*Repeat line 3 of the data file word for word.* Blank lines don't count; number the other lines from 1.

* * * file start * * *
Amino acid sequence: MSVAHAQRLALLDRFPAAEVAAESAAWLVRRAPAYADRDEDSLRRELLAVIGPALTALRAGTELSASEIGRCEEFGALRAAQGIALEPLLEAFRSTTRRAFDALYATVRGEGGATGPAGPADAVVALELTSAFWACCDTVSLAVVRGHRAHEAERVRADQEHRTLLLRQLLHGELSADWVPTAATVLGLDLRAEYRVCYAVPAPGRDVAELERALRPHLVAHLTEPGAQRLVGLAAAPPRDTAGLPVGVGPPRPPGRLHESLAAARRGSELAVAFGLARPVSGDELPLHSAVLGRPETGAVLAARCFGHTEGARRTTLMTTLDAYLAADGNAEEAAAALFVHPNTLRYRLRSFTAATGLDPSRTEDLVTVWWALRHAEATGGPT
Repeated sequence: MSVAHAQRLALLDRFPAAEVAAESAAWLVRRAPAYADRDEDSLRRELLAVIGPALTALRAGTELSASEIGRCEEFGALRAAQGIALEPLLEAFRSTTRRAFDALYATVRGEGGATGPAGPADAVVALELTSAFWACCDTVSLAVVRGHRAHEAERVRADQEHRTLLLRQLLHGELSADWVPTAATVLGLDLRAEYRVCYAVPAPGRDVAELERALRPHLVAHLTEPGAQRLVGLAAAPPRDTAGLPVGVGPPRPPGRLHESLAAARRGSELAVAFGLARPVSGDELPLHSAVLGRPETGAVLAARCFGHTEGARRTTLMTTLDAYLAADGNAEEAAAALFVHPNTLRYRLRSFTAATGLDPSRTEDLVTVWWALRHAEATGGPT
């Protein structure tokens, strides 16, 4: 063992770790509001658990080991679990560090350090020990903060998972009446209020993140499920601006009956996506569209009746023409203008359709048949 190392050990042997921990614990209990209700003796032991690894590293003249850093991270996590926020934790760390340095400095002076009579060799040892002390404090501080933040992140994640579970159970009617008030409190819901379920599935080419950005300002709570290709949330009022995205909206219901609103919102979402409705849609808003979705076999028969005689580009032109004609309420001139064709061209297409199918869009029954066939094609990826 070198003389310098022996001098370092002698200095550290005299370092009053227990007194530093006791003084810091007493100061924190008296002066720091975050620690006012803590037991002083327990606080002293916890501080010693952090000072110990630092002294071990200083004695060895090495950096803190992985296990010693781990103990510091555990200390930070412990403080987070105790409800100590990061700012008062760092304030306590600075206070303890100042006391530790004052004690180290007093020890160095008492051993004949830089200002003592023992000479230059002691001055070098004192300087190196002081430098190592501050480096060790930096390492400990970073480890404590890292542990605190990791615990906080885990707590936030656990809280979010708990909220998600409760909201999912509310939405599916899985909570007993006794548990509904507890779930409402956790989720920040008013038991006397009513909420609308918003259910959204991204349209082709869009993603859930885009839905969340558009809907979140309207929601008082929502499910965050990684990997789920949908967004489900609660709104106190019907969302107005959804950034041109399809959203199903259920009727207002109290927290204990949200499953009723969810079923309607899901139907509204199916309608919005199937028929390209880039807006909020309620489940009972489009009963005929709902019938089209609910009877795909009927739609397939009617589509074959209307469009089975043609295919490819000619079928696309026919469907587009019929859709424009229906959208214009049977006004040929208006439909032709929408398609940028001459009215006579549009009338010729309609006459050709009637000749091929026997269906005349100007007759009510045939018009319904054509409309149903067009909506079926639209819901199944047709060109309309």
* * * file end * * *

């Protein structure tokens, strides 16, 4: 063992770790509001658990080991679990560090350090020990903060998972009446209020993140499920601006009956996506569209009746023409203008359709048949 190392050990042997921990614990209990209700003796032991690894590293003249850093991270996590926020934790760390340095400095002076009579060799040892002390404090501080933040992140994640579970159970009617008030409190819901379920599935080419950005300002709570290709949330009022995205909206219901609103919102979402409705849609808003979705076999028969005689580009032109004609309420001139064709061209297409199918869009029954066939094609990826 070198003389310098022996001098370092002698200095550290005299370092009053227990007194530093006791003084810091007493100061924190008296002066720091975050620690006012803590037991002083327990606080002293916890501080010693952090000072110990630092002294071990200083004695060895090495950096803190992985296990010693781990103990510091555990200390930070412990403080987070105790409800100590990061700012008062760092304030306590600075206070303890100042006391530790004052004690180290007093020890160095008492051993004949830089200002003592023992000479230059002691001055070098004192300087190196002081430098190592501050480096060790930096390492400990970073480890404590890292542990605190990791615990906080885990707590936030656990809280979010708990909220998600409760909201999912509310939405599916899985909570007993006794548990509904507890779930409402956790989720920040008013038991006397009513909420609308918003259910959204991204349209082709869009993603859930885009839905969340558009809907979140309207929601008082929502499910965050990684990997789920949908967004489900609660709104106190019907969302107005959804950034041109399809959203199903259920009727207002109290927290204990949200499953009723969810079923309607899901139907509204199916309608919005199937028929390209880039807006909020309620489940009972489009009963005929709902019938089209609910009877795909009927739609397939009617589509074959209307469009089975043609295919490819000619079928696309026919469907587009019929859709424009229906959208214009049977006004040929208006439909032709929408398609940028001459009215006579549009009338010729309609006459050709009637000749091929026997269906005349100007007759009510045939018009319904054509409309149903067009909506079926639209819901199944047709060109309309």